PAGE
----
Startups

What’s next for UP/Start winner Blvck Door?

After winning $40,000 from MICA's four-month incubator, cofounders Iman Carr and Shakeel Alexander are ready to open the door for other creatives in Baltimore.

Blvck Door's Shakeel Alexander (L) and Iman Carr.

(Courtesy photo)

Another door has been opened for Black creatives in Baltimore.

Blvck Door cofounders Iman Carr and Shakeel Alexander took the top prize in Maryland Institute College of Art (MICA)’s 2022 UP/Start Venture Competition, earning $40,000 to build an online platform to connect creatives of color to employers.

This final leg of the competition featured eight finalists that stood out in an initial pitch competition that included 43 ventures founded by MICA alumni and current students. What Blvck Door’s founders think put them over the edge was the impact their product could have on MICA students now.

“Of these ideas, maybe they’re not making Teslas, but they are trying to solve a problem through technological means — the mix of technological means and a human-centered approach,” Alexander told Technical.ly. “That’s pretty much what took us there, because we’ve been asking ourselves [what set us apart] since we’ve won. The competition, they really brought their A game.”

A total of $105,000 in prize money was awarded to the finalists. Compressant, the desk chair designed for autistic and other neurodivergent people who experience overstimulation of the nervous system, won $30,000. Convo, which uses AI and animation for equity in digital conversations, and Knock the Block, a card deck of creative and self-care prompts, won $15,000 and $12,000, respectively.

"As an artist, I understand the business components of things may seem complex, but really get comfortable with it."
Advice from Iman Carr, Blvck Door

With the winnings, Carr and Alexander plan to revamp the Blvk Door website and purchase new applicant tracking software, along with figuring out legal help for future business partnerships. There’s also another accelerator the founders intend to go through, but they have yet to announce the details.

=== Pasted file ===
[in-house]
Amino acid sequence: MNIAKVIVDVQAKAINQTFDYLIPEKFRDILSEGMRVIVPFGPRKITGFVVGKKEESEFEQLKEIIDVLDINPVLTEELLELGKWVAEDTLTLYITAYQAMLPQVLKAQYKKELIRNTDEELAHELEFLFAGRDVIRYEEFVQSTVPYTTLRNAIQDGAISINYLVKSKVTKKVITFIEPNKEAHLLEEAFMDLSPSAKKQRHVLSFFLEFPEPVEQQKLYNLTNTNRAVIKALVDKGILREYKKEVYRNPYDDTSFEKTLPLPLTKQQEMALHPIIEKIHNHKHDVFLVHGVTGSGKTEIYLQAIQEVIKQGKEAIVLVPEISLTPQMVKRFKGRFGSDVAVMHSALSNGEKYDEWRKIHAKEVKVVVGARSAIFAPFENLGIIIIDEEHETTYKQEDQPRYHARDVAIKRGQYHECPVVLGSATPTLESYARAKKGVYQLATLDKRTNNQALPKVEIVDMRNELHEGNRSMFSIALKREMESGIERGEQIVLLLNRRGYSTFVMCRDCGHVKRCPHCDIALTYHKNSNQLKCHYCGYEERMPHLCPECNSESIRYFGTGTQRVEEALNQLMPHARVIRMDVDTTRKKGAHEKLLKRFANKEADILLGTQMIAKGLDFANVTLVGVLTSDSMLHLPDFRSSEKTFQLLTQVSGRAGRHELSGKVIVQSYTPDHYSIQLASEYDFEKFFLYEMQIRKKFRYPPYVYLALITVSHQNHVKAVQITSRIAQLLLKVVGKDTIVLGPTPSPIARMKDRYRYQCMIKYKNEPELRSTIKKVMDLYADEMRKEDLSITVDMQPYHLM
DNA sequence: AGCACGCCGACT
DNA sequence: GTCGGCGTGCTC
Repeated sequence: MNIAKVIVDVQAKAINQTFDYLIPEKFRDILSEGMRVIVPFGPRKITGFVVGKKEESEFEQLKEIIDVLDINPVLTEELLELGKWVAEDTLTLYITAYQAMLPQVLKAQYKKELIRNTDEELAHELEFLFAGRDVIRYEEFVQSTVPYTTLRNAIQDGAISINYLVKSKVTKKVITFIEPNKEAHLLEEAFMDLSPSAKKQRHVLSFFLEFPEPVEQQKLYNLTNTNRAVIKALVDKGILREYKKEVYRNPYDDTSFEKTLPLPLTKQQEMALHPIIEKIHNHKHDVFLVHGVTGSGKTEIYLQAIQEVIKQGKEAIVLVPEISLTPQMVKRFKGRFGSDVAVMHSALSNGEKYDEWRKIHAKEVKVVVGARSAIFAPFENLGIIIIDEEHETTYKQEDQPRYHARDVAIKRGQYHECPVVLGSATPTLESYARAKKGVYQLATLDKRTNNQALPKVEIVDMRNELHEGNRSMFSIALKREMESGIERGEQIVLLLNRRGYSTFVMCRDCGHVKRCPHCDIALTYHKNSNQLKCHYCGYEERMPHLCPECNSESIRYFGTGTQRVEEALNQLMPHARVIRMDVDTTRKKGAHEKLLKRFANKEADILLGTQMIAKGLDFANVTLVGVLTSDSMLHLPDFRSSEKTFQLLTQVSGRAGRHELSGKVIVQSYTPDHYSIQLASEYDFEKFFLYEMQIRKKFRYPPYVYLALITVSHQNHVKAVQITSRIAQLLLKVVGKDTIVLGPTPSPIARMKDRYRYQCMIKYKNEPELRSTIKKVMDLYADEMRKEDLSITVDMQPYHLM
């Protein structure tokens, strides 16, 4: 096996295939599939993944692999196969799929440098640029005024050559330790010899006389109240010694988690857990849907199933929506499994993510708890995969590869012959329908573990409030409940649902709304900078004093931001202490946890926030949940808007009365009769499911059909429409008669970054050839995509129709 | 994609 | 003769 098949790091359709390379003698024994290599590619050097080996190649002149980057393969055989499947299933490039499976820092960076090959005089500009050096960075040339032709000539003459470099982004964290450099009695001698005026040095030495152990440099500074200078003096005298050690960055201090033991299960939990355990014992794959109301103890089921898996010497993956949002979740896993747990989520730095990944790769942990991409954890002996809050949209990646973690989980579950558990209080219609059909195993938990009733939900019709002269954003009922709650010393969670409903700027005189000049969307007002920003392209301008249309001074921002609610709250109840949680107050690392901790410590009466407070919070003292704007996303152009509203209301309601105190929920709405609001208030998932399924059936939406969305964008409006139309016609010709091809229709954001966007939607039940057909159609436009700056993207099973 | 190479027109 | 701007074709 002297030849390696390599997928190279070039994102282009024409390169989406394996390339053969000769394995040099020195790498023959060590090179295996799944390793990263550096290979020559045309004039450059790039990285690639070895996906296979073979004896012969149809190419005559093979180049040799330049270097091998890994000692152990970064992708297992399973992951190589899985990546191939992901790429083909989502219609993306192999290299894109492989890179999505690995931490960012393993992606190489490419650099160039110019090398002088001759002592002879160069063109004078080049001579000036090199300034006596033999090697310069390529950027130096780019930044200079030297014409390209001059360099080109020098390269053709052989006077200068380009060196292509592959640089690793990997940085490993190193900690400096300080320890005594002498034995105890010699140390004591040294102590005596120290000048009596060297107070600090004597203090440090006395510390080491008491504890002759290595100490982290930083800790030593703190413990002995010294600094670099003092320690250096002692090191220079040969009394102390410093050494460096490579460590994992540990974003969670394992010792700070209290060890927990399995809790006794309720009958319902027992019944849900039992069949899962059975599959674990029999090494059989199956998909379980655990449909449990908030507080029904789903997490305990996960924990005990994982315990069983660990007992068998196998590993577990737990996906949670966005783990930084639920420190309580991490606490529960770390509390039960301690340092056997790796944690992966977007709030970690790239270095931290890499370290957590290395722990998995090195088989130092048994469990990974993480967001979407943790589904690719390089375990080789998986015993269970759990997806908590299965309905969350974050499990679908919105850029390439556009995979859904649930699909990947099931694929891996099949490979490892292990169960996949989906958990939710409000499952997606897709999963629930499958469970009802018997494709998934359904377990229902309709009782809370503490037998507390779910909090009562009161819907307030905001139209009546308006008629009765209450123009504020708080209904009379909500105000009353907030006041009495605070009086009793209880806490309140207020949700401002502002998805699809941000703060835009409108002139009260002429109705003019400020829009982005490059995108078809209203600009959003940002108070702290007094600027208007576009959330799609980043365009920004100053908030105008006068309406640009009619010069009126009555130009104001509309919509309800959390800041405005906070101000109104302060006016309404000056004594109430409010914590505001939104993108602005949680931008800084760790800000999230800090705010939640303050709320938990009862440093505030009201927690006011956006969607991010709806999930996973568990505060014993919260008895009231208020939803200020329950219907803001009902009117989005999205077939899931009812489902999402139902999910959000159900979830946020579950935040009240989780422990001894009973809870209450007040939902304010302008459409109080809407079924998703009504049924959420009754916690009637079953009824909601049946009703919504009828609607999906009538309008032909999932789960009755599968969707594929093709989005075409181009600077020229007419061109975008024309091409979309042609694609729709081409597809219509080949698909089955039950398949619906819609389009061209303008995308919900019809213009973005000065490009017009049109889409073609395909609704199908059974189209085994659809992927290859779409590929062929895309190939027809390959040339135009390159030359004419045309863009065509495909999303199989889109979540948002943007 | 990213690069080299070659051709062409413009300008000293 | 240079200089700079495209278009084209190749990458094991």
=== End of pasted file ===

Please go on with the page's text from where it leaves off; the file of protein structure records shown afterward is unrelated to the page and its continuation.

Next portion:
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Making it through the the MICA incubator was a growth experience, the founders said, and they feel the mentors made along the way will continue to shape their company. Throughout the program, they knew they were onto something special. But they didn’t expect an outcome like this.

“We kept telling each other no matter what happens we’re still going to make [Blvck Door] happen,” Carr said. “Having folks see the value in [Blvck Door] after putting so much time and effort in trying to be seen and valued feels surreal.”

For new entrepreneurs looking to take that leap and put themselves out there, Carr wants them to know that if they remember their “why,” they can achieve success.

“What really helped us was, we established what our core values were and the root of the why we were doing this work,” Carr said. “As an artist, I understand the business components of things may seem complex, but really get comfortable with it. Sit down and take your time understanding what can be potential financial projections of your company. Those are all important things you’ll need to know, whether you decide to be an entrepreneur or not.”


Donte Kirby is a 2020-2022 corps member for Report for America, an initiative of The Groundtruth Project that pairs young journalists with local newsrooms. This position is supported by the Robert W. Deutsch Foundation. -30-
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